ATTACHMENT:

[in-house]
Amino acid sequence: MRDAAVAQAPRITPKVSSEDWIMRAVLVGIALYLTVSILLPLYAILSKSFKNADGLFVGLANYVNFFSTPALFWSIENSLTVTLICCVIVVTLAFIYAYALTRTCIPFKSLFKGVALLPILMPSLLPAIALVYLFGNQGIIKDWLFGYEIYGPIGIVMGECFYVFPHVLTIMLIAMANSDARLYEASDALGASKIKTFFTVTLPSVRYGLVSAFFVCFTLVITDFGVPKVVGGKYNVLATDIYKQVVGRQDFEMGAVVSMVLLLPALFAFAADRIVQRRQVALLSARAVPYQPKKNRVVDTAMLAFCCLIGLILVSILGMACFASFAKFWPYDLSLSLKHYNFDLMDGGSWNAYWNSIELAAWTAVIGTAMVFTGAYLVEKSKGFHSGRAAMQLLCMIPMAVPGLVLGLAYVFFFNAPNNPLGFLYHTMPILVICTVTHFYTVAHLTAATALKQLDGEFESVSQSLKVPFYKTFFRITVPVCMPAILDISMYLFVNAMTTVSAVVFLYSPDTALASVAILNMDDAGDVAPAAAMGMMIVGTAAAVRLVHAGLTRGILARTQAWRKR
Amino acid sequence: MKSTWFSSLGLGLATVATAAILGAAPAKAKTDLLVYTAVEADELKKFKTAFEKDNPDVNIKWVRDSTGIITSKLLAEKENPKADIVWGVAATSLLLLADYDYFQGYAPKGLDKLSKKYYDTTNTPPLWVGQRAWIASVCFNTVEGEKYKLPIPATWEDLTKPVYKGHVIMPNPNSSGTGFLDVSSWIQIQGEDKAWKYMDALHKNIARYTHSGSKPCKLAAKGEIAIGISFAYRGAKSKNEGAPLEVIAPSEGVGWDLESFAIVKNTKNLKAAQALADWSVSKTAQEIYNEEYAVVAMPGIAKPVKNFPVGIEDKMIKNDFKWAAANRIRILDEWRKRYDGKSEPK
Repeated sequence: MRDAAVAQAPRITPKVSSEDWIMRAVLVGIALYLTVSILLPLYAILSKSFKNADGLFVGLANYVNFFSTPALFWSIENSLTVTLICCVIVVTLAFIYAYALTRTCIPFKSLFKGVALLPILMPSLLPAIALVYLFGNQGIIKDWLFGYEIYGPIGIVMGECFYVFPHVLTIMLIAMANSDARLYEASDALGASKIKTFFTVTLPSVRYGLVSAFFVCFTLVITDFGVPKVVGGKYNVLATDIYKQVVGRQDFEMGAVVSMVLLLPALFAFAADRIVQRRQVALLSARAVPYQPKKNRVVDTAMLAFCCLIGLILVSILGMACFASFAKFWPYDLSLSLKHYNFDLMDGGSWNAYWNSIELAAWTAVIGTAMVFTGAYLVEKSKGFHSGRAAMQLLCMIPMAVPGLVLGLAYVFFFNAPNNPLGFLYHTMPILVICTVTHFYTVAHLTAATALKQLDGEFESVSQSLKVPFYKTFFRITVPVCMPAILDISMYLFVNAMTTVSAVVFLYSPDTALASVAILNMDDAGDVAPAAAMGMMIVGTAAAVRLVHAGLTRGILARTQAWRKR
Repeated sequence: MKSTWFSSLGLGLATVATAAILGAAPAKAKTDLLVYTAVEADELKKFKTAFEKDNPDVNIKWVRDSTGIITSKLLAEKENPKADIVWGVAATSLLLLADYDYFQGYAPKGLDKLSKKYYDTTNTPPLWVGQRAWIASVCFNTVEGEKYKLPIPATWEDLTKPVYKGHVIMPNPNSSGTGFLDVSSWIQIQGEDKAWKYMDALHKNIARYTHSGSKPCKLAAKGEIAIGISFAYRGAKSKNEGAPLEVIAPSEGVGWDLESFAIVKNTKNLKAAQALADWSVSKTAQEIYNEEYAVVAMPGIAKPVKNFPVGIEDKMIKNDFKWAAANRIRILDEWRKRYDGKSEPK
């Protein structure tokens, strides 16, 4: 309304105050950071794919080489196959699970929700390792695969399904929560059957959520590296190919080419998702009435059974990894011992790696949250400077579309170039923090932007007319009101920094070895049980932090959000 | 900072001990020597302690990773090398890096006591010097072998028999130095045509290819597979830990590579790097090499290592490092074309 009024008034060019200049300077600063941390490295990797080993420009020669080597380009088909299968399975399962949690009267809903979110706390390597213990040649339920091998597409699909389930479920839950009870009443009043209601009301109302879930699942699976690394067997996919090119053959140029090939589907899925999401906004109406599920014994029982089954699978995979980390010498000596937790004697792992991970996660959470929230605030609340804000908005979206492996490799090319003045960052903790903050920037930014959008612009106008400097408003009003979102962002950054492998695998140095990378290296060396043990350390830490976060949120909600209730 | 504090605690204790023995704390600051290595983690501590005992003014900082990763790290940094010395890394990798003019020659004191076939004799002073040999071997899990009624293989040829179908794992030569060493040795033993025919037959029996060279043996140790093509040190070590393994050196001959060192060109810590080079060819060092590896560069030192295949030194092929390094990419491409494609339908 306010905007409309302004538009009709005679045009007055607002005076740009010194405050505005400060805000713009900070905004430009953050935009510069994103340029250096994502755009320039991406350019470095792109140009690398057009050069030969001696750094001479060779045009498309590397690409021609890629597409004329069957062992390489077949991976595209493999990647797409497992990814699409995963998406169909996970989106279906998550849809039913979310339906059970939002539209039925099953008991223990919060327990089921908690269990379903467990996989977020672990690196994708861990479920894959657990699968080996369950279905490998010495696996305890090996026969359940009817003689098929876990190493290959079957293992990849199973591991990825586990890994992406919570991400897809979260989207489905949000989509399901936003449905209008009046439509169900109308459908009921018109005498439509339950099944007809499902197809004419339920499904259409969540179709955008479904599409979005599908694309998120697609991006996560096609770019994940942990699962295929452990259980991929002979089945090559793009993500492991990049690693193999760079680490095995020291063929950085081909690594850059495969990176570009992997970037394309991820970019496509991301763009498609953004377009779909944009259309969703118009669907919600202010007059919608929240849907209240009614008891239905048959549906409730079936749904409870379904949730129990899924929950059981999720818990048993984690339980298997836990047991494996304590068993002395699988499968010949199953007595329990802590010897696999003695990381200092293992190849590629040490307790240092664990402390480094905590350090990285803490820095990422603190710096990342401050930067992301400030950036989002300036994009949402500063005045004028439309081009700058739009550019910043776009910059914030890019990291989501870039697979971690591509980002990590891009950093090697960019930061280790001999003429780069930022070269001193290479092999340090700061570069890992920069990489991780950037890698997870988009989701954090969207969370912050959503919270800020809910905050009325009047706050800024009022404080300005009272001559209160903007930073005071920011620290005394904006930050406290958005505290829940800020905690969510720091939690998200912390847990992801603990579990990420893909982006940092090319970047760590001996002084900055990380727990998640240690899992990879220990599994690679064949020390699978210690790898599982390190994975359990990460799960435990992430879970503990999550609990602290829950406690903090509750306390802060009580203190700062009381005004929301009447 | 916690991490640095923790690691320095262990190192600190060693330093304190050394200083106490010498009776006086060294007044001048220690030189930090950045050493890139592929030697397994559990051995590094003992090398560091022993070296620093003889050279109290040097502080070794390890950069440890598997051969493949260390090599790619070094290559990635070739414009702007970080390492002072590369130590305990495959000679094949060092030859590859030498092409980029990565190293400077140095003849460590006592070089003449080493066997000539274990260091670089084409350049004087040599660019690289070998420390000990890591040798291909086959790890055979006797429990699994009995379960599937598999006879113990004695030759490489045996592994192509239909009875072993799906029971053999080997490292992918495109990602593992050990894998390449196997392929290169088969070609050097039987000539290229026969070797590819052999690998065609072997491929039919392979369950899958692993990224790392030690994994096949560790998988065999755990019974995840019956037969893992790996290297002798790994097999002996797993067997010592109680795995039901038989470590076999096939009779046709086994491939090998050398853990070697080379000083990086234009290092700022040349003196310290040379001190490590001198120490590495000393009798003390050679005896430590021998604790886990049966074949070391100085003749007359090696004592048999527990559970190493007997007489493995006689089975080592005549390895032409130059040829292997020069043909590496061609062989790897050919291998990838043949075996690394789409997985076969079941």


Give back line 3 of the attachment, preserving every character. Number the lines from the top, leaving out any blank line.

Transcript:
Amino acid sequence: MKSTWFSSLGLGLATVATAAILGAAPAKAKTDLLVYTAVEADELKKFKTAFEKDNPDVNIKWVRDSTGIITSKLLAEKENPKADIVWGVAATSLLLLADYDYFQGYAPKGLDKLSKKYYDTTNTPPLWVGQRAWIASVCFNTVEGEKYKLPIPATWEDLTKPVYKGHVIMPNPNSSGTGFLDVSSWIQIQGEDKAWKYMDALHKNIARYTHSGSKPCKLAAKGEIAIGISFAYRGAKSKNEGAPLEVIAPSEGVGWDLESFAIVKNTKNLKAAQALADWSVSKTAQEIYNEEYAVVAMPGIAKPVKNFPVGIEDKMIKNDFKWAAANRIRILDEWRKRYDGKSEPK